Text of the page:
The most important thing for a product manager, is to be right. If you’re not right over 80% of the time, you’re just not cutting it. If you use all the right tools, but are still wrong, it doesn’t matter. And if you’re right and don’t use any tools, it doesn’t matter. But of course, using the right tools can help you be right more often, so let’s take a look at some of the tools that help you do that.

Getting Started

There’s always the classic SWOT analysis (Strengths, Weaknesses, Opportunities, Threats). It’s a simple tool that helps you get the lay of the land, so to speak. In a startup, you likely already know the answers, but sometimes writing things down helps crystalize things, or at least communicate things to other people that haven’t thought about it as much. I don’t use it much personally, but if you’re new to this, it’s a great place to start.

SWOT en.svg
"SWOT en" by Xhienne - SWOT pt.svg. Licensed under CC BY-SA 2.5 via Wikimedia Commons.


In an early stage startup, you’ve got to have a great vision for where you’re going (and a mission and shared values), but that doesn’t mean having a rigid 3 year roadmap. Your world changes too quickly and you’re learning new things about your business every day. But that also doesn’t mean you don’t need planning at all. You have to make sure you’re doing the most valuable work at any given time. Just focus on one quarter at a time. Specifically, answer the question, what would be stupid for us not to do in the next 90 days? Make sure to include your customers’ perspective in the planning, but don’t forget to ask engineering as well. They’re close to the problem and have great ideas that customers may never ask for, yet truly need.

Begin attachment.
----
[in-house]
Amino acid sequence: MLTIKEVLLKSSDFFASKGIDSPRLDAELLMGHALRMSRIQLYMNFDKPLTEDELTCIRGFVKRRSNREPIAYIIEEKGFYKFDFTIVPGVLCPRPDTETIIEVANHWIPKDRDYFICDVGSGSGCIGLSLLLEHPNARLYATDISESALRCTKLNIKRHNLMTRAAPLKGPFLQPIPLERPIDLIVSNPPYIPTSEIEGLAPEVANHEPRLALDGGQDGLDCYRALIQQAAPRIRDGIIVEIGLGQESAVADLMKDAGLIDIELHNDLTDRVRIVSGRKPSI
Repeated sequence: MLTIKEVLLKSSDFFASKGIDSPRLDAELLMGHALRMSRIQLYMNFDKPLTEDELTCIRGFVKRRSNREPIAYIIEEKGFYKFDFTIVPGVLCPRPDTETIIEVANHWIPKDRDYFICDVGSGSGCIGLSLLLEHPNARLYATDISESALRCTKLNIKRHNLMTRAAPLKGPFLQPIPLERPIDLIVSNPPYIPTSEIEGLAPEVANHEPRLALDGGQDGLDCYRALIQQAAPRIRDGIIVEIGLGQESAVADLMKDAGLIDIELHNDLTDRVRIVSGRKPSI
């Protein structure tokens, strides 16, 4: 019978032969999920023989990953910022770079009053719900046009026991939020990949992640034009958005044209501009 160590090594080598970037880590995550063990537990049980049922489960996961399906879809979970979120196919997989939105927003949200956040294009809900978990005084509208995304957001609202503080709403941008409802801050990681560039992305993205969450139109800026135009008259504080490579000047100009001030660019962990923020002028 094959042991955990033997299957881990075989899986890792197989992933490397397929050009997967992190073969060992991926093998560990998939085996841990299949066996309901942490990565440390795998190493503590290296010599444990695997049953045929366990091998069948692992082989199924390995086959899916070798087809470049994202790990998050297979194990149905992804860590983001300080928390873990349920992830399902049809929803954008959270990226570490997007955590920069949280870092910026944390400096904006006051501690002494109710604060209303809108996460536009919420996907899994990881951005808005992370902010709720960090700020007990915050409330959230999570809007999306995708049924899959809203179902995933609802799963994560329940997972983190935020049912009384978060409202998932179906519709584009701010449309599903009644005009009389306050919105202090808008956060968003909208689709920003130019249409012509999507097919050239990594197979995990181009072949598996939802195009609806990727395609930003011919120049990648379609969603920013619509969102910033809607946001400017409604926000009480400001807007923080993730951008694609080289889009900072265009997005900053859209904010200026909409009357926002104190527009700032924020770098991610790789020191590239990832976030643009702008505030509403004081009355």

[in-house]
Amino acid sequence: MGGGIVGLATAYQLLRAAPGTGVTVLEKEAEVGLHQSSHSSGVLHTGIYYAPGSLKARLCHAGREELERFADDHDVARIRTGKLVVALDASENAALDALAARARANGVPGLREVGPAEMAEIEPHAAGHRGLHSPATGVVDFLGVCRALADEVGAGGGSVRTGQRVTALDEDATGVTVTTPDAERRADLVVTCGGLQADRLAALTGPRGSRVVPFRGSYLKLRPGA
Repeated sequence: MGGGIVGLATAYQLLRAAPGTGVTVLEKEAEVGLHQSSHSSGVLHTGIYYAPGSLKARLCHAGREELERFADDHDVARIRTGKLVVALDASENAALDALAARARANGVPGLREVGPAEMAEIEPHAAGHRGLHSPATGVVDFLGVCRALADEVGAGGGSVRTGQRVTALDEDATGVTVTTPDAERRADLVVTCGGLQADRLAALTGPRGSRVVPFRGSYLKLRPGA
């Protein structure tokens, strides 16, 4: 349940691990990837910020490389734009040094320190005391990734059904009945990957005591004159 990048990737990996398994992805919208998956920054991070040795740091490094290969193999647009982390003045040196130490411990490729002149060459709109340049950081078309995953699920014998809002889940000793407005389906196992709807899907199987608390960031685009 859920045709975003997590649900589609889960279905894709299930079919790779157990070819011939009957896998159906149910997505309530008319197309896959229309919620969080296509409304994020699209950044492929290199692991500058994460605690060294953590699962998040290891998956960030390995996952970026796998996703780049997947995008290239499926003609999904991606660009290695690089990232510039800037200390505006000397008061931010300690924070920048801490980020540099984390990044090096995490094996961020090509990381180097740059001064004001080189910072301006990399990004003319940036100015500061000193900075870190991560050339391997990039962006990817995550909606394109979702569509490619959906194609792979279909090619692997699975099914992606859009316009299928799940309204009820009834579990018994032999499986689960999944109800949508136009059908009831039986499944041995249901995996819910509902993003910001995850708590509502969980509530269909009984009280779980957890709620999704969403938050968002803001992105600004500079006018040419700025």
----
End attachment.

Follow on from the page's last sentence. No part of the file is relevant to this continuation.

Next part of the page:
Put all the ideas up on a board, with a small description for each. Pandora used a single presentation slide for each idea. Marty Cagan pitches a Product Opportunity Assessment with 10 key questions. Lately I just use a Trello card with 4 simple questions (and links to any relevant links to prior art, proof of concepts, or supporting documents):

  • What’s the problem being solved?
  • Why is now the time to solve it?
  • Roughly how much effort is involved and from which teams?
  • How is this going to help us achieved our business objectives?

Then filter the ideas down to the most important big ideas. Get the exec team together and vote on them. Remember, focus means saying “no” to a thousand good ideas.

Ship Small and Iterate

When working on a project, don’t get caught up in defining everything up front, even if you’re only looking at 3 months or less. The sooner you get things out of your head and into customers hands, the faster you’ll learn. I’m a big fan of product discovery popularized by The Lean Startup movement. Ship small and iterate.

Aligned Empowerment

Your team will grow too large to do the above planning all together. And really, at some point your company will be capable of delivering more than one person can organize. You’ll need to hire more product managers, and divide up the product space. Resist the temptation to keep central control over everything. Empowering small teams, each with a product manager, to make decisions about what they work on is incredibly powerful. The people closest to the work should be trusted to know what to tackle next. And teams work best when they’ve been working together for a while so durable feature teams are your friend. But don’t let it devolve into anarchy. Your teams need to be aligned to common goals. A compelling and well-articulated vision is key here.